Case Studies of Cybercrime and Their Impact on Marketing Activity and Shareholder Value

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ABSTRACT

Cybercrime, also called e-crime, costs publicly traded companies billions of dollars annually in stolen assets and lost business. Cybercrime can totally disrupt a company's marketing activities. Further, when a company falls prey to cyber criminals, this may cause customers to worry about the security of their business transactions with the company. As a result, a company can lose future business if it is perceived to be vulnerable to cybercrime. Such vulnerability can lead to a decrease in the market value of the company, due to legitimate concerns of financial analysts, investors, and creditors. This study examines 10 case studies of publicly traded companies affected by cybercrime, and its impact on marketing activity and shareholder value. The study also describes some of the major types of cybercrime. Results indicate that costs of cybercrime go beyond stolen assets, lost business, and company reputation; cybercrime has a significant negative effect on shareholder value.

INTRODUCTION

E-commerce is a fundamental part of marketing activity. Most e-commerce takes place on the websites of publicly traded companies. The term 'cyberspace' refers to the electronic medium of computer networks, principally the Web, in which online communication takes place. A challenge facing e-business or cyber-business is that it is vulnerable to e-crime, also called cybercrime. Cybercrime can totally disrupt a company's marketing activities. Cybercrime costs publicly traded companies billions of dollars annually in stolen assets, lost business, and damaged reputations. Cybercrime costs the US economy over $100 billion per year (Kratchman et al. 2008, Mello 2007). Cash can be stolen, literally with the push of a button. If a company website goes down, customers will take their business elsewhere.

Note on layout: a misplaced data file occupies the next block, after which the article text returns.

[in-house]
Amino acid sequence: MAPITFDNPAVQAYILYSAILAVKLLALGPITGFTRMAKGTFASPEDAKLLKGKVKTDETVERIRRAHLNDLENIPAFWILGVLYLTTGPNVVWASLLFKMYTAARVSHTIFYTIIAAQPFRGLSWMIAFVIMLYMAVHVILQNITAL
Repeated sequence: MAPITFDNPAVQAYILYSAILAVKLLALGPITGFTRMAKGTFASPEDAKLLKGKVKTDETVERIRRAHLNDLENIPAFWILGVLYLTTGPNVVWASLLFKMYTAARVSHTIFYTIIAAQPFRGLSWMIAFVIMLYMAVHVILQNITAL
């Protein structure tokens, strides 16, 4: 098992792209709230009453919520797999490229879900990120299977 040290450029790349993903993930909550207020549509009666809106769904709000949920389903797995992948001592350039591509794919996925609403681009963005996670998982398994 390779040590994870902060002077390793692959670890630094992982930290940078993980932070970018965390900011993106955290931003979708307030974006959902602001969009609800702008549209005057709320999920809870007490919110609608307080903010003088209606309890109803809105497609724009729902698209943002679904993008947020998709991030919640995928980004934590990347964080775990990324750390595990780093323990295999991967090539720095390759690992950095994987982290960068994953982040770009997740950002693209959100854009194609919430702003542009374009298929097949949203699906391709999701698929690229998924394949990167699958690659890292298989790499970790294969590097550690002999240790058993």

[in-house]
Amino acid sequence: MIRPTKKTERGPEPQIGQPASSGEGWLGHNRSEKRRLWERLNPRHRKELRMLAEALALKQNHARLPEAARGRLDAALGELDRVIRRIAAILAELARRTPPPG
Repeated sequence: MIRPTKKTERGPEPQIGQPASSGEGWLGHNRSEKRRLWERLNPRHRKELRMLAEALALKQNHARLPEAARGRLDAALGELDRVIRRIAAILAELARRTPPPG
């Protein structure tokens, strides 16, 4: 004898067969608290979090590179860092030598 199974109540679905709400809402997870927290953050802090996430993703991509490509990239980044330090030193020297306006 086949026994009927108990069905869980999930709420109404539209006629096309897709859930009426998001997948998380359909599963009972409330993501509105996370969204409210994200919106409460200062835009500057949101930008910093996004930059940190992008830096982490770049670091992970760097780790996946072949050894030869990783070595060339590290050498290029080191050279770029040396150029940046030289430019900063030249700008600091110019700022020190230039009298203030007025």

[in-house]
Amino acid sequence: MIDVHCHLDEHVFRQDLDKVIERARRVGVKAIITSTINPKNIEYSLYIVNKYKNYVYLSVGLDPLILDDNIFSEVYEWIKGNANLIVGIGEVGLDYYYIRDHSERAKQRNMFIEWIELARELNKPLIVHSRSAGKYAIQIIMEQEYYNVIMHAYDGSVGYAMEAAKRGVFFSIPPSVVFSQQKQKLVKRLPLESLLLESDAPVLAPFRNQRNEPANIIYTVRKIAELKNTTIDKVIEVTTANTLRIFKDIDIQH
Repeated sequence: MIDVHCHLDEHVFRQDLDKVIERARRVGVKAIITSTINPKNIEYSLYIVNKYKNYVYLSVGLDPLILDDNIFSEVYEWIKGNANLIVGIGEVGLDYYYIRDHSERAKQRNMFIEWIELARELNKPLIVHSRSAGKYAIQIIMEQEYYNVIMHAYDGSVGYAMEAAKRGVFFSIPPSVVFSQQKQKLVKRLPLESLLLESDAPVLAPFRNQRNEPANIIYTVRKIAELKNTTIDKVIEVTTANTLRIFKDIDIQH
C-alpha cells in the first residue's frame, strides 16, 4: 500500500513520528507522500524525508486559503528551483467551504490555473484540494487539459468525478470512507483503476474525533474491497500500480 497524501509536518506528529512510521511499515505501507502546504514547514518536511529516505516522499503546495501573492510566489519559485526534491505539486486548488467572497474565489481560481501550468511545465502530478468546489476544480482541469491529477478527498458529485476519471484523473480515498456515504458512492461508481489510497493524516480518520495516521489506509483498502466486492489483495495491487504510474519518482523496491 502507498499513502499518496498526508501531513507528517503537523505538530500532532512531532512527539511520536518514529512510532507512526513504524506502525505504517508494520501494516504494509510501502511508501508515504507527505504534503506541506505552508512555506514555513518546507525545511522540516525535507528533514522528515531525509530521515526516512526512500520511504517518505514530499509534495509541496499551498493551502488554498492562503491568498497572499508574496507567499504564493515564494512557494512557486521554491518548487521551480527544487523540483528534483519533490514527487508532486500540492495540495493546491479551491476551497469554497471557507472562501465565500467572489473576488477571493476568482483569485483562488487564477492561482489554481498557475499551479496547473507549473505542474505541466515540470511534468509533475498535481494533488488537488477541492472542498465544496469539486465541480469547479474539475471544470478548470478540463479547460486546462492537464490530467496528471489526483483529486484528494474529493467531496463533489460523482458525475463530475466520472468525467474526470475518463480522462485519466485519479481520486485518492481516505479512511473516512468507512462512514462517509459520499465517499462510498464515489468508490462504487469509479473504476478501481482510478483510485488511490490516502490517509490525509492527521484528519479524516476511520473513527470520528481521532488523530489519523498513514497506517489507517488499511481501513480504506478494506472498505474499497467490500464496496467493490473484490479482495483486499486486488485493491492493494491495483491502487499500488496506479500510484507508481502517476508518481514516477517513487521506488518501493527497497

In addition to the direct losses associated with cybercrime, a company that falls prey to cyber criminals may lose the confidence of customers who worry about the security of their business transactions. As a result, a company can lose future business if it is perceived to be vulnerable to cybercrime. Such vulnerability may even lead to a decrease in the market value of the company, due to legitimate concerns of financial analysts, investors, and creditors. This study examines types of cybercrime and how they affect marketing activity. In addition, the study reviews 10 case studies of publicly traded companies affected by cybercrime, and its impact on shareholder value.

The research questions addressed by this study include: (1) What are some ways that cybercrime affects marketing activity? and (2) Do cybercrime news stories negatively affect shareholder value? Results suggest that there are a number of types of cybercrime that have detrimental effects on marketing activity. Furthermore, the costs of cybercrime go beyond stolen assets, lost business, and company reputation, but also include a negative impact on the company's stock price.

E-Business and E-Risk

Corporate managers must consider e-risks, that is, potential problems associated with ebusiness. Precautions must be taken against e-fraud, malicious hackers, computer viruses, and other cybercrimes. To some extent, electronic business (e-business) began with the early computers in the 1950s. However, not until development of the World Wide Web in the 1990s did e-business really take off. E-business is exchanging goods or services using an electronic infrastructure.

Only a short time ago, using the Internet as a primary way to do business was considered too risky. Today, e-business is simply business; it's the way business is done in the twenty-first century. The Internet is widely used for both business-to-business (B2B) transactions and business-to-consumer (B2C) transactions. The B2B market is from five to seven times larger than B2C. The B2B market is predicted to exceed $5 trillion in the early 21st century. The B2C market is growing as fast but is characterized by a much smaller average transaction size (Kratchman et al. …